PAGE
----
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The Brave Awards 2019

It’s been two years since we launched our brave agenda and it has taken us places we had never imagined. We have broken down barriers, tackled taboos and together we have started to make change. Bravery means different things to different people; We believe that bravery makes us better as individuals, as leaders and as an industry; it pushes us to challenge our thinking, to seek out creative solutions and recognise the humanity in our industry. And it is for this reason that we are relaunching our Excellence Awards as The Marketing Society Brave Awards. Our Brave Awards will recognise and reward the teams behind campaigns that demonstrated not only marketing excellence but also bravery in their approach to a considerable challenge, pushed boundaries or made an impact either in business or society in general. When presented with the idea for #BloodNormal the global brand communication manager for our 2018 Grand Prix winner Bodyform said, “I’m going to lose my job, but let’s do it anyway.” That hugely important campaign is proof that being brave really can make a difference.

Learnings from MAD//Fest 2018

Like many good ideas, MAD//Fest came to fruition in a pub. Founded by Dan Brain and Ian Houghton, MAD//Fest is a new festival, where 2000 brands, agencies, media owners, tech innovators and investors come together to fix, pitch and hack their way to the future of marketing, advertising and disruptive tech. Partnering with the festival, we sent one of Team Marketing Society along to see what we could learn. Here are our highlights from day one: Huib van Bockel, founder of Tenzing left his job at Red Bull to disrupt the drinks industry by inventing a healthy energy drink made with natural ingredients. His advice was “Whatever business you’re in, you should be able to tell your product in a tweet, or how will it travel?” He ended the session on an encouraging note, “If you’re specific with what you want you will be more likely to succeed… You have to try new things, go all in and be creative. Find a category with some sleeping giants and be innovative.”


In-housing is when clients take some element of their marketing spend (ie planning & buying media, creative production and/or digital marketing activities) away from third parties, usually agencies, and build their own in-house capability.  This year, Vodafone has taken 66% of its media investment (which includes search, social and programmatic) away from its incumbent agencies, saving millions of pounds. Lots of brands like P&G, Unilever and United Airlines are also doing the same in one shape or another. P&G’s marketing chief Marc Pritchard, who has one of the biggest marketing budgets in the world claimed “We are now seizing back control”.  Now, where have we heard that phase before?  There are a number of reasons driving this, but undoubtedly cost is probably the biggest motivator. Global brands spend many millions each year usually with big, networked agencies. With CMO’s under more pressure than ever to deliver return on marketing investment, you can understand the temptation to see if you can create more value for the business by a DIY approach.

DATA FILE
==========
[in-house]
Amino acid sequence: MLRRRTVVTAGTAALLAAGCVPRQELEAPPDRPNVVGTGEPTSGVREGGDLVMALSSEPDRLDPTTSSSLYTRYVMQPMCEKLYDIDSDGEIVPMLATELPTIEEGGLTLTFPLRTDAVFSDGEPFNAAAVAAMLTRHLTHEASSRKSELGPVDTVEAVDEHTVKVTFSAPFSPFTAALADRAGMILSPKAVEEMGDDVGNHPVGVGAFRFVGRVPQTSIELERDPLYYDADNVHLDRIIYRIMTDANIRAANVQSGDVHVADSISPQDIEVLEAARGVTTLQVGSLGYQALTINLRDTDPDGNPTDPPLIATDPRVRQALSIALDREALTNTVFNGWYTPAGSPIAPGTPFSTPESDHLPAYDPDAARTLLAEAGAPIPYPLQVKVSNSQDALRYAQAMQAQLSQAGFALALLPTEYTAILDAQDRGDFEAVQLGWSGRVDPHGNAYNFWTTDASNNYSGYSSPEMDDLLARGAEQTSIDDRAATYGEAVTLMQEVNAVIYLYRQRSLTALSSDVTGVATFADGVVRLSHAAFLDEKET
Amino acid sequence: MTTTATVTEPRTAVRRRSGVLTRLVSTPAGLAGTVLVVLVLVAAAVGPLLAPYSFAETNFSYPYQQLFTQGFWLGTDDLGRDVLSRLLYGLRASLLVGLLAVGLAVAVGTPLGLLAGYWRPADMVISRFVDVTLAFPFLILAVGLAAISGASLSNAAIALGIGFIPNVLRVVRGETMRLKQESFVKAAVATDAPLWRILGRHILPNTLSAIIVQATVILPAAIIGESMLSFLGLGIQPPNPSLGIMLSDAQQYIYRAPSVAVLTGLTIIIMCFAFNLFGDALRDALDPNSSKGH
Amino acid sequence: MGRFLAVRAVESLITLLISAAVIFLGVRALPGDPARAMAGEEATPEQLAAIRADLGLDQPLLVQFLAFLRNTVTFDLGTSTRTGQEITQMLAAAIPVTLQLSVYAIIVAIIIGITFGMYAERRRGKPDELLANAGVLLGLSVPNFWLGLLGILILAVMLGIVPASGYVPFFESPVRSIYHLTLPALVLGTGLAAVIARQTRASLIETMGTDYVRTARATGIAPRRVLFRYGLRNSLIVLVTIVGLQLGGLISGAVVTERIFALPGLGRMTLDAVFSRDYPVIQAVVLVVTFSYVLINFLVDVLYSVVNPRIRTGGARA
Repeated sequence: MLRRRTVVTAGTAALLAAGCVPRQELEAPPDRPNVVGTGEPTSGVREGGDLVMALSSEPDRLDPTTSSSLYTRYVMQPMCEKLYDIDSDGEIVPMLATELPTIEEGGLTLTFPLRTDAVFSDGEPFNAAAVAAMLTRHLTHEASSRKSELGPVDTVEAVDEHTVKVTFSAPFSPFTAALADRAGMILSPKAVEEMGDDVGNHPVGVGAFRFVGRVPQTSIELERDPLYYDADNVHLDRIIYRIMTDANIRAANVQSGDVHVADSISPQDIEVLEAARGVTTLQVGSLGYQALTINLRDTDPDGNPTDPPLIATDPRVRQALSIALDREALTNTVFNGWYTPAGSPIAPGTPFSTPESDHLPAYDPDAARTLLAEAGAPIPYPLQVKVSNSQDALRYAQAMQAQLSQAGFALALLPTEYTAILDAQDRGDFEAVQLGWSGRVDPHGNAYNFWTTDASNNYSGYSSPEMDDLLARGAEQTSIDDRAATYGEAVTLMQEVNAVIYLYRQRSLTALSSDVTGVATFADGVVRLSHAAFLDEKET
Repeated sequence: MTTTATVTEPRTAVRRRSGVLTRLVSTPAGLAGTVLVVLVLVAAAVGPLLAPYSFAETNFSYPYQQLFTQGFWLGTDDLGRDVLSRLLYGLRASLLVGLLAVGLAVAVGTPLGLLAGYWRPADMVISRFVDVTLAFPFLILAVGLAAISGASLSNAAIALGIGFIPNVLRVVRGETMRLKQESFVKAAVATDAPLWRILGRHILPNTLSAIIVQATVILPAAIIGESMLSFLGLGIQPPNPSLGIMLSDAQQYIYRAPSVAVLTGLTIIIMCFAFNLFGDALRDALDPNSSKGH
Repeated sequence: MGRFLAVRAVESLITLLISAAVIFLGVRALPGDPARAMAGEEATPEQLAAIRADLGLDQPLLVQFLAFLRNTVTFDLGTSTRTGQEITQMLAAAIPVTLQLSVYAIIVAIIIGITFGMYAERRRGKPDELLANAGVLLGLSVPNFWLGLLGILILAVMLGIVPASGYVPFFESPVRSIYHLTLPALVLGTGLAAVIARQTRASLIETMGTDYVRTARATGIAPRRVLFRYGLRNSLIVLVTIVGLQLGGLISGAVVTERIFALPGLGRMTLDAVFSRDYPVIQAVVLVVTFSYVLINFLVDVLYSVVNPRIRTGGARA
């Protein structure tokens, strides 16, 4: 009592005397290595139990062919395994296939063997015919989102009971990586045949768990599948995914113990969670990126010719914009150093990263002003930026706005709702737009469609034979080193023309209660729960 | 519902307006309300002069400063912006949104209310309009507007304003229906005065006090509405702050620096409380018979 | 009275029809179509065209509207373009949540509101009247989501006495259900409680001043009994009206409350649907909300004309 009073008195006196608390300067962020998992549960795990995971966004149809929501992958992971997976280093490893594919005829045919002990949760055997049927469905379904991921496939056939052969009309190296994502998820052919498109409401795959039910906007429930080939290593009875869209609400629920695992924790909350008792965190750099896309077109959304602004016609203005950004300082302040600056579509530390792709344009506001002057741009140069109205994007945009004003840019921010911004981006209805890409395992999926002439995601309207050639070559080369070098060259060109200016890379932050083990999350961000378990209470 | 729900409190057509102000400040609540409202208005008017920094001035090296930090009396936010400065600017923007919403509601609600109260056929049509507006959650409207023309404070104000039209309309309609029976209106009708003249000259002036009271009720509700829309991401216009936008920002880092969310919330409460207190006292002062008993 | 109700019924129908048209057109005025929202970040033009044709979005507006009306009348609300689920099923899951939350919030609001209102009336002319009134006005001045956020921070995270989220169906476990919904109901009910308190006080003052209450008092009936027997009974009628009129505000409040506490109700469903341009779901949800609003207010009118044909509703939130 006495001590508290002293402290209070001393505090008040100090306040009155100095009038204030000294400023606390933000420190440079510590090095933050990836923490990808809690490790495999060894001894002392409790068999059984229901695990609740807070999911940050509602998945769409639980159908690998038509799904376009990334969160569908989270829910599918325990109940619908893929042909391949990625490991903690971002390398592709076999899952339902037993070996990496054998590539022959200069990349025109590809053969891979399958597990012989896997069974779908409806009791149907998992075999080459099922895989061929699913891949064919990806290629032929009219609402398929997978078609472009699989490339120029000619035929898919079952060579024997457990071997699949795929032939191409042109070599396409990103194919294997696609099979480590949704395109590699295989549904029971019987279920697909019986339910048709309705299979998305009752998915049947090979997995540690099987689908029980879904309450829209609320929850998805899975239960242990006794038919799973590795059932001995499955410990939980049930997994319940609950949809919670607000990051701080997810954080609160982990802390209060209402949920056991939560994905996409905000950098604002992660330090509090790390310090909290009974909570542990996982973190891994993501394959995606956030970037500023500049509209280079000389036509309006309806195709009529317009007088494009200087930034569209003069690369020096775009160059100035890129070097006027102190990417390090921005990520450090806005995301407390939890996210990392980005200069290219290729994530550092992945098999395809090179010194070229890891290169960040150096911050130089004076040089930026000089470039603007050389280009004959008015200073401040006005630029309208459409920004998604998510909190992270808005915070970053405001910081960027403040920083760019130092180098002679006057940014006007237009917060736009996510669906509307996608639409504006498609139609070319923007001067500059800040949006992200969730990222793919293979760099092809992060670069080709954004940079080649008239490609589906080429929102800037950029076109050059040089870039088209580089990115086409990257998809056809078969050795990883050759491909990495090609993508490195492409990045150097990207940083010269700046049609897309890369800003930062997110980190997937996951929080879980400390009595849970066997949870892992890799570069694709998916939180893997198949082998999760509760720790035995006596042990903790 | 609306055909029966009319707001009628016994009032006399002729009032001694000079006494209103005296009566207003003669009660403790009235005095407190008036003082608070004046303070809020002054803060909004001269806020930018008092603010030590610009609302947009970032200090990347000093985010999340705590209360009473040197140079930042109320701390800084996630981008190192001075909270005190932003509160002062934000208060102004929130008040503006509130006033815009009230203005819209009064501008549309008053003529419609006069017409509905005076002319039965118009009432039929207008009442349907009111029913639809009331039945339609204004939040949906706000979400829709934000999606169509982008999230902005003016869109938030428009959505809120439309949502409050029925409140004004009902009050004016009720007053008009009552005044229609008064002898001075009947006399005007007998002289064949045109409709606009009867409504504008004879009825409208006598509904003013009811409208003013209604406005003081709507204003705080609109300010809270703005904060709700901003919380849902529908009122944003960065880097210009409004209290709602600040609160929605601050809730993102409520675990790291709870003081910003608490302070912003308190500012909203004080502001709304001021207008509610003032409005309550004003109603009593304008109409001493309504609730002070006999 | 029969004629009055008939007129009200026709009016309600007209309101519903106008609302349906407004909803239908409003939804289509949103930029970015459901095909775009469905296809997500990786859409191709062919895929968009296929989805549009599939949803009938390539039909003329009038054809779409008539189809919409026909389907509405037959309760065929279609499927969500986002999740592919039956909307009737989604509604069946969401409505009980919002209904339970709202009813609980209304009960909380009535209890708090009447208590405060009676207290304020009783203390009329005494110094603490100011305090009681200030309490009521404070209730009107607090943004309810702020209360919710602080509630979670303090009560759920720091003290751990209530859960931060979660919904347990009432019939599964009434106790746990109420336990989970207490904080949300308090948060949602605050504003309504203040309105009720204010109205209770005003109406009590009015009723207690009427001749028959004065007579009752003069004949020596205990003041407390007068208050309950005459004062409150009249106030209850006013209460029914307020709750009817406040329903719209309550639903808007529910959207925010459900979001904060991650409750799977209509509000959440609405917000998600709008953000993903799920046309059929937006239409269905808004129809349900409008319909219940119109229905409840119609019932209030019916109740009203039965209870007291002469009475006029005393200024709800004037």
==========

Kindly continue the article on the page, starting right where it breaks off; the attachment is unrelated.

Freelancers aren’t free

Before we get into this, let’s just clear a couple of things up – cue Freelancer [free-lahn-ser] Noun A person who works as a writer, designer, performer, or the like, selling work or services by the hour, day, job, etc, rather than working on a regular salary basis for one employer Selling From Sell [sel] Verb To transfer (goods) to or render (services) for another in exchange for money; dispose of to a purchaser for a price Despite “Freelancer” having the word “Free” in it, Freelancers aren’t free. Quite simply, Freelancers sell work for money. I know you know that. You’re wondering where this stating of the obvious is going. Well, read on and I’ll tell you more.

A year on from #metoo

It’s easy to feel like progress is being made when we see movements like #MeToo and #Timesup, but it’s the everyday experiences of women, like those of female directors in the advertising industry, that hit home how far we still have to go in the pursuit of gender equality.   Women directors are still frequently faced with arriving on set and being mistaken for make-up artists or runners. They’re working with smaller budgets on average. And they’re still having to refer to themselves as women directors. It’s hard to imagine male directors dealing with these issues. The advertising industry has been slower than many to react and although there are far more women of all backgrounds and cultures on our screens now, how many are behind the camera? The answer…very few.   Free The Bid announced that just 7% of commercial directors are women, despite estimates that between 70-80% of consumer purchasing is driven by women. Those stats shouldn’t sit comfortably with any marketer, but the good news is change is in their hands. Accept responsibility

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